About getting around in Poland

About getting around in Poland

Roads are generally OK, though not up to German standards. See our tab about driving in Poland. Key points to note are the rules on driving with headlights on 24/7 and staying off the verges, as they’re usually soft and often conceal a ditch!

Also, the police in Poland are vigilant and will fine you for driving offences. And speed cameras are very “popular”.


The only stretches of toll road in Poland are on the A1, A2 and A4. Coming to Kamionka Wielka, the only toll you’re likely to have to pay is on the A4, between Katowice and Krakow.

toll a4

Note that a little way after Krakow, on what is a very busy route to Eastern Europe, the motorway ends and the road becomes one lane in each direction. This is, to be brutal, better than the motorway Rajmund and I drove on towards Warsaw in 2011, which simply ended.

Ticket validating machine

Ticket validating machine – use it as soon or risk a fine!

Read About validating your ticket

Buses and trains

Once upon a time … well, once upon a time Polish transport was essentially a state monopoly under the PKP (train) and PKS (coach) companies. Since 1989 things have changed and although you will see trains and buses operated by PKP companies, this is at least in part just a hang-over – regional and independent companies operate as, for example, PKS Nowy Sacz.

NS Krynica bus

You’d think trains would be the faster and more expensive option, but Poland’s railways and railway companies have not seen investment at the level of the roads. Tracks often need repair and require low running speeds and trains are elderly and bought second-hand.

Pol train

There are exceptions, of course. The inter-city expresses are comfortable and fast, but more expensive. But Krakow to Warsaw on the EIC takes 3 hours, compared with up to 5½ on a slower service.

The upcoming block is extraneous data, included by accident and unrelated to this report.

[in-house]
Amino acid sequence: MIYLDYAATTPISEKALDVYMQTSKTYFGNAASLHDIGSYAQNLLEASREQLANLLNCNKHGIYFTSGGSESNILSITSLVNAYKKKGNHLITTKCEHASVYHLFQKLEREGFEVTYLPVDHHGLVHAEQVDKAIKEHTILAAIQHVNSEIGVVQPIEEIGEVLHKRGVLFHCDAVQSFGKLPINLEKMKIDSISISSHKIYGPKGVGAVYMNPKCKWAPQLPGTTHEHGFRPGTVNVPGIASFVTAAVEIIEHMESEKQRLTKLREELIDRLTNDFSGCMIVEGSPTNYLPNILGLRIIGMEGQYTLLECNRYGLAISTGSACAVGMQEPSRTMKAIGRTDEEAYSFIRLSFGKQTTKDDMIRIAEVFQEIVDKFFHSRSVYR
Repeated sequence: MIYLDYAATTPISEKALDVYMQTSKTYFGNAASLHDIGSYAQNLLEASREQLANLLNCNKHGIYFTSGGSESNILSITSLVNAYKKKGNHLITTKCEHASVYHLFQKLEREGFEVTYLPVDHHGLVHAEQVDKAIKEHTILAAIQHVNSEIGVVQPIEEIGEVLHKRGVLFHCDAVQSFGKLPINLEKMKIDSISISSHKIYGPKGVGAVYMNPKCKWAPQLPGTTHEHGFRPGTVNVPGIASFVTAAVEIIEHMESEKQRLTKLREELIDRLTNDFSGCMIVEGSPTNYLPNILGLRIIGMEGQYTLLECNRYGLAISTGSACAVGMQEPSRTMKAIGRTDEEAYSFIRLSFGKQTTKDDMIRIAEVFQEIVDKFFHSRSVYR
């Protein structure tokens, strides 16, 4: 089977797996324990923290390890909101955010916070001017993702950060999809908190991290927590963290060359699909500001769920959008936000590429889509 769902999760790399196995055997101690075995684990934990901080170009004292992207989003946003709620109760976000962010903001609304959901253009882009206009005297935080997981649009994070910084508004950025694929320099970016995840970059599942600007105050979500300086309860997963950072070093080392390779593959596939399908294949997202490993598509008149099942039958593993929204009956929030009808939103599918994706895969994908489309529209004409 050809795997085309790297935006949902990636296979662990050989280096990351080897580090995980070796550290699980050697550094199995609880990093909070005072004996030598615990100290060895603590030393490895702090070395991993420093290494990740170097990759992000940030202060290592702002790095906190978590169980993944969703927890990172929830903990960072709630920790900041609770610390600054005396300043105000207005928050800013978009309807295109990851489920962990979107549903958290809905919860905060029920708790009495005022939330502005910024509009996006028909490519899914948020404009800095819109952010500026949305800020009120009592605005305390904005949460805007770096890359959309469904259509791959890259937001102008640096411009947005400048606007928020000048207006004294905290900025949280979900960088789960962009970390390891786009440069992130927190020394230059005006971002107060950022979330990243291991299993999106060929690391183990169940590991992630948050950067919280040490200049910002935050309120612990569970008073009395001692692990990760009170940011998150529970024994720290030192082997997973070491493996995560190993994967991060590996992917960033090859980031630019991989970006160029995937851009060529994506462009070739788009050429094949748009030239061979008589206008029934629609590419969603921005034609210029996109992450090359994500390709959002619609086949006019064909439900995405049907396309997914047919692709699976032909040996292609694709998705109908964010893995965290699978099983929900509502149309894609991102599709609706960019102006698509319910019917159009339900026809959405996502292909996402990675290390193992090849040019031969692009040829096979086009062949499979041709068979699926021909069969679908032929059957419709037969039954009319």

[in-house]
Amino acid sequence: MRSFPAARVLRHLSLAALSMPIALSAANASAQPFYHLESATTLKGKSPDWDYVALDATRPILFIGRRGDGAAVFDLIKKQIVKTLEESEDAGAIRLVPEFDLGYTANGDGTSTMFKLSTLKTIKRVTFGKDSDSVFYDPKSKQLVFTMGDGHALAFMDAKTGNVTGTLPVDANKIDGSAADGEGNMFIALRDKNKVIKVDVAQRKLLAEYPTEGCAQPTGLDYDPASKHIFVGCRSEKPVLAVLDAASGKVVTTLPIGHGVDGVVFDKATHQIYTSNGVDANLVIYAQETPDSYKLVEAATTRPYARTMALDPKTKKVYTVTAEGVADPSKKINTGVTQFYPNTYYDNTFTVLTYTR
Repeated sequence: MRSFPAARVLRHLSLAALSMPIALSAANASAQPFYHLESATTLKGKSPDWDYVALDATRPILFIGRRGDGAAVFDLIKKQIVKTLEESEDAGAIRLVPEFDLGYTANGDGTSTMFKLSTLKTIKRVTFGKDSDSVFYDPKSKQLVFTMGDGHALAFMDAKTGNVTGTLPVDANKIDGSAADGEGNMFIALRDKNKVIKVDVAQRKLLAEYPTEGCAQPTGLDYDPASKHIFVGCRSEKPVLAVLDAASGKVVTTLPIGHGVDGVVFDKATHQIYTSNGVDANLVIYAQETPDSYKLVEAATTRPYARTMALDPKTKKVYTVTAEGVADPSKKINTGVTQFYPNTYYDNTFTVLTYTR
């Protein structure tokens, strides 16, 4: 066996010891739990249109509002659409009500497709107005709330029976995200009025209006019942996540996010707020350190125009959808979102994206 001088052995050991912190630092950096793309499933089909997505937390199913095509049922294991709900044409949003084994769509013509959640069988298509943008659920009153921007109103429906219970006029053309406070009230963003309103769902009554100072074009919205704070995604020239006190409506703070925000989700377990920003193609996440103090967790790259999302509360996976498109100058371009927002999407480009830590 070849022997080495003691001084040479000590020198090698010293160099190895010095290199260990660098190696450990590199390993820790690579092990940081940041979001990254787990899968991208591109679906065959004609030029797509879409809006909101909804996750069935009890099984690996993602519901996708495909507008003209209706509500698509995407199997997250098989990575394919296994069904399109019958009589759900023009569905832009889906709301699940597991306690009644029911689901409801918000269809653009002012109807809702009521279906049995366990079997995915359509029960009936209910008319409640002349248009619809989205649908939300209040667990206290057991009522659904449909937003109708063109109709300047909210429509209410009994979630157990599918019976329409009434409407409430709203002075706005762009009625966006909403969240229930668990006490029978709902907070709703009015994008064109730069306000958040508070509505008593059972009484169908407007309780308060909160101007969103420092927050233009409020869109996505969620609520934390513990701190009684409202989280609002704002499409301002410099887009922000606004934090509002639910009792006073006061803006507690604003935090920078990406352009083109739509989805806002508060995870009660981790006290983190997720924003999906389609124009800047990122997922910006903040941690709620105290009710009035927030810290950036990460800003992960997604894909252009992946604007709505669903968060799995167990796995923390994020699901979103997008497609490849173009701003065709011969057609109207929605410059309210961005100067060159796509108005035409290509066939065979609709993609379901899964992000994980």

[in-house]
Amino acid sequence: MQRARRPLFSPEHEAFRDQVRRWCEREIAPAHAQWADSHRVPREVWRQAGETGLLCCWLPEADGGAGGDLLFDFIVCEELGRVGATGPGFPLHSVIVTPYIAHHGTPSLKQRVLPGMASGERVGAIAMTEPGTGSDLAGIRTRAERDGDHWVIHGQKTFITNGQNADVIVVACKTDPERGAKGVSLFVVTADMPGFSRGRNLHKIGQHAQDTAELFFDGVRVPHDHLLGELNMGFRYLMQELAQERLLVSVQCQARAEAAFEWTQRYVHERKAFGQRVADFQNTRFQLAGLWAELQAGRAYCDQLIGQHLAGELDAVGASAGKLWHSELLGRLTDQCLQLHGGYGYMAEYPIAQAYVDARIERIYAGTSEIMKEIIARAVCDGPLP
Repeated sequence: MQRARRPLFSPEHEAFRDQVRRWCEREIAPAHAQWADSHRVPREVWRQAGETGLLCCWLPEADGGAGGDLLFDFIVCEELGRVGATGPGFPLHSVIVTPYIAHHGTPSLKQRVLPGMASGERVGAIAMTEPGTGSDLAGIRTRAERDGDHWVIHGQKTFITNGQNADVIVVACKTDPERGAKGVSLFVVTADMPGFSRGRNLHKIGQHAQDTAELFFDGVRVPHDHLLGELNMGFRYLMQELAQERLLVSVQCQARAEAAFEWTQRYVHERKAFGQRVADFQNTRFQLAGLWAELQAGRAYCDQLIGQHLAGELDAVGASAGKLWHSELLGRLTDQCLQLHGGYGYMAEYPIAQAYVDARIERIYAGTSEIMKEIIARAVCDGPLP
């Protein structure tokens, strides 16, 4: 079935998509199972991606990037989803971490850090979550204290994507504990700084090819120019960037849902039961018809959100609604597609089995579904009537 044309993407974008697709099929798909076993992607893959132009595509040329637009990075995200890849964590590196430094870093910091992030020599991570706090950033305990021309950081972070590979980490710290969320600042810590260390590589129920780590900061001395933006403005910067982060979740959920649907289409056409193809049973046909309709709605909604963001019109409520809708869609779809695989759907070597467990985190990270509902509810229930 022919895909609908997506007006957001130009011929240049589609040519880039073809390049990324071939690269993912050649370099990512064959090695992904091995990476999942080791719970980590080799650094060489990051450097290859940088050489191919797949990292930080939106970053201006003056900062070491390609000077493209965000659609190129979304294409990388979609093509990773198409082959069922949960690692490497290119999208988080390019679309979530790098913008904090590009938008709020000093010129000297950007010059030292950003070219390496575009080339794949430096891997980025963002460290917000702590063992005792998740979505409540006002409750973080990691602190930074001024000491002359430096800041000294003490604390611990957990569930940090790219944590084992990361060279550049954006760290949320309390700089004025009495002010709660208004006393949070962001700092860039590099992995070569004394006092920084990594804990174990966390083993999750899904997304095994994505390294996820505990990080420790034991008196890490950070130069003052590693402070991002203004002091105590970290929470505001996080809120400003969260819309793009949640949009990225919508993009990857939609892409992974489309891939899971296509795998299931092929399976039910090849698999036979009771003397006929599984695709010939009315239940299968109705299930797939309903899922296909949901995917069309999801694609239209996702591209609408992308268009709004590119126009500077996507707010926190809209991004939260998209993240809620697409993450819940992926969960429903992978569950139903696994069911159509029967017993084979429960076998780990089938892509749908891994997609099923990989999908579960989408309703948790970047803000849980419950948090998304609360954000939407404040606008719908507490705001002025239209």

Night trains operate longer national and international routes, with sleeper cars – for example, the Jan Kuiper operating between Warsaw and Amsterdam and the Krakow to Prague sleeper train.

Coaches rule most routes – regional and national, though probably not international. Many coaches are up to European standards – with access, A/C, TVs and on-board toilets.

polski bus

Local coach and bus services operate as you’d expect – retired long-distance coaches become local coaches and retired city buses become locals. You’ll also find that independent local services (up to two hours, say) operate using mini-buses.

NS buses

You can find timetables on line, often by simply typing “bus origin to destination” into Google – the same with trains.

Ticket options grow with distance – discounts, booking in advance, booking over the internet, all more likely with longer journeys.


Unlike more “modern” cities further west, larger Polish cities did not pull up their tram tracks and instead the systems kept running throughout the 1960s and 70s into the current day. You will see some fairly “antique” tram cars (well maintained/restored, historic models) but you’ll also realise that they are mixed with cars which are right bang-up-to-the-minute with electronic information boards and digital ticket machines.


Tickets for trams are sold at kiosks, machines at the tram stops and on a pay-the-driver basis.

You’ll find trams today in: Bydgoszcz, Częstochowa, Gdańsk, Gorzów Wielkopolski, Grudziądz, Katowice, Kraków, Łódź, Poznań, Szczecin, Toruń, Warsawa and Wrocław.


As an example, the Kraków Tramway comprises 22 ordinary and 3 night lines with a total track length of 347 kilometres (216 miles).


The only underground railway in Poland is the Warsawa Metro – which consists at the moment of one N-S line of 21.7km, with 21 stations, between the centre of Warsaw and its main northern and southern suburbs. An extension to the original line and one further line are under construction, with one more “in the pipeline”.

w metro

By contrast, the Warsawa Tramway has 25 lines and about 240km of track.


Internal flights can be as cheap as other options.

Fine, if you want to travel from close to one airport to close to another, but remember that although time in the air may be short, total time door to door will add up.


Also, some airports have better connections to their linked city than others. Contrast Krakow with Katowice, Warsaw Chopin with Warsaw Modlin.

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